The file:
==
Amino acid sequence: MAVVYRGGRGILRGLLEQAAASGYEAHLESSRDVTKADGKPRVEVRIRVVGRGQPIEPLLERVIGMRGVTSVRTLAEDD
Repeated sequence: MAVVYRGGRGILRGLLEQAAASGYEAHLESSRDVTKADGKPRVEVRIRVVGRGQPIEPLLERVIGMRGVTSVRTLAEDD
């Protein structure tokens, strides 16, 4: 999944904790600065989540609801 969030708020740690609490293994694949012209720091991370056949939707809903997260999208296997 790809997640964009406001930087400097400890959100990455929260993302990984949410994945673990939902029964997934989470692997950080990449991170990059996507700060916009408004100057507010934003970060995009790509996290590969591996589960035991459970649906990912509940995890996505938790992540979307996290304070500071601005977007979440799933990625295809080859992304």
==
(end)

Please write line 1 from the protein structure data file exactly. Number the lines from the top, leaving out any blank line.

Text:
Amino acid sequence: MAVVYRGGRGILRGLLEQAAASGYEAHLESSRDVTKADGKPRVEVRIRVVGRGQPIEPLLERVIGMRGVTSVRTLAEDD